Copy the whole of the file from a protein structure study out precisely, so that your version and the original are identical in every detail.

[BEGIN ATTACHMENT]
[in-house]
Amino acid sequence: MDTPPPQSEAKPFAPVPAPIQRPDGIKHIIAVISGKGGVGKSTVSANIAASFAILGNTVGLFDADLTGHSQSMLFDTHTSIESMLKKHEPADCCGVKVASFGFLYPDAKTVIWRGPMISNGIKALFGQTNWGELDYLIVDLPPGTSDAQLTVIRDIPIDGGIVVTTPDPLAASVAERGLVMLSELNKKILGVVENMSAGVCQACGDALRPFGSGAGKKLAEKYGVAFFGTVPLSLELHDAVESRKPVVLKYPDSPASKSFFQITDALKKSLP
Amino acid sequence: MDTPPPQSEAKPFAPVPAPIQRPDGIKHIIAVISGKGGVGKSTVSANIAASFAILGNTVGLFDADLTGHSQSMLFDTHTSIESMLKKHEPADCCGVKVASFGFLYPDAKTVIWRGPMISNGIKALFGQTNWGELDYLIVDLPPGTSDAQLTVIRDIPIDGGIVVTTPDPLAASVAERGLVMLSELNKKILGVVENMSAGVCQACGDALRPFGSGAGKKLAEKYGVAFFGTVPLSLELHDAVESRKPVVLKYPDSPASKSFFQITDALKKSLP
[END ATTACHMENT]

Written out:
[in-house]
Amino acid sequence: MDTPPPQSEAKPFAPVPAPIQRPDGIKHIIAVISGKGGVGKSTVSANIAASFAILGNTVGLFDADLTGHSQSMLFDTHTSIESMLKKHEPADCCGVKVASFGFLYPDAKTVIWRGPMISNGIKALFGQTNWGELDYLIVDLPPGTSDAQLTVIRDIPIDGGIVVTTPDPLAASVAERGLVMLSELNKKILGVVENMSAGVCQACGDALRPFGSGAGKKLAEKYGVAFFGTVPLSLELHDAVESRKPVVLKYPDSPASKSFFQITDALKKSLP
Amino acid sequence: MDTPPPQSEAKPFAPVPAPIQRPDGIKHIIAVISGKGGVGKSTVSANIAASFAILGNTVGLFDADLTGHSQSMLFDTHTSIESMLKKHEPADCCGVKVASFGFLYPDAKTVIWRGPMISNGIKALFGQTNWGELDYLIVDLPPGTSDAQLTVIRDIPIDGGIVVTTPDPLAASVAERGLVMLSELNKKILGVVENMSAGVCQACGDALRPFGSGAGKKLAEKYGVAFFGTVPLSLELHDAVESRKPVVLKYPDSPASKSFFQITDALKKSLP